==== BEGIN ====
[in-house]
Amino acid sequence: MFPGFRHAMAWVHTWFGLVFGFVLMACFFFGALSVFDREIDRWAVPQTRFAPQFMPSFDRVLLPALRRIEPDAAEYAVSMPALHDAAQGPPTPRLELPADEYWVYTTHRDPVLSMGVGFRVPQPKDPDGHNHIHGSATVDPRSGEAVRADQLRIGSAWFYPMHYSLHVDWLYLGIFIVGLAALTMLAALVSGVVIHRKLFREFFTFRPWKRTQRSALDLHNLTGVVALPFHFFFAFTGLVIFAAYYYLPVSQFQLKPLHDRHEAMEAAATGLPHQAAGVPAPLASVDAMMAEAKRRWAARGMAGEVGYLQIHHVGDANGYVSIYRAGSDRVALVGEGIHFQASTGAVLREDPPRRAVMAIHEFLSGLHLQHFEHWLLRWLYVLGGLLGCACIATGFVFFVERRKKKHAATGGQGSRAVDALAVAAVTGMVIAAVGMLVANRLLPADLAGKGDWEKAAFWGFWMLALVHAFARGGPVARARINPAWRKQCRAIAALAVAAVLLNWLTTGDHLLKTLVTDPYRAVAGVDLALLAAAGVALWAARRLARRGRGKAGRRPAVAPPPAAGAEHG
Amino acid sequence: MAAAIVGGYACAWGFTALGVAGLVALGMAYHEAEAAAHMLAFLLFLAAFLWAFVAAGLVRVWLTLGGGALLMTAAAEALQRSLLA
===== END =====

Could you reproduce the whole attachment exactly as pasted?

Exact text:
[in-house]
Amino acid sequence: MFPGFRHAMAWVHTWFGLVFGFVLMACFFFGALSVFDREIDRWAVPQTRFAPQFMPSFDRVLLPALRRIEPDAAEYAVSMPALHDAAQGPPTPRLELPADEYWVYTTHRDPVLSMGVGFRVPQPKDPDGHNHIHGSATVDPRSGEAVRADQLRIGSAWFYPMHYSLHVDWLYLGIFIVGLAALTMLAALVSGVVIHRKLFREFFTFRPWKRTQRSALDLHNLTGVVALPFHFFFAFTGLVIFAAYYYLPVSQFQLKPLHDRHEAMEAAATGLPHQAAGVPAPLASVDAMMAEAKRRWAARGMAGEVGYLQIHHVGDANGYVSIYRAGSDRVALVGEGIHFQASTGAVLREDPPRRAVMAIHEFLSGLHLQHFEHWLLRWLYVLGGLLGCACIATGFVFFVERRKKKHAATGGQGSRAVDALAVAAVTGMVIAAVGMLVANRLLPADLAGKGDWEKAAFWGFWMLALVHAFARGGPVARARINPAWRKQCRAIAALAVAAVLLNWLTTGDHLLKTLVTDPYRAVAGVDLALLAAAGVALWAARRLARRGRGKAGRRPAVAPPPAAGAEHG
Amino acid sequence: MAAAIVGGYACAWGFTALGVAGLVALGMAYHEAEAAAHMLAFLLFLAAFLWAFVAAGLVRVWLTLGGGALLMTAAAEALQRSLLA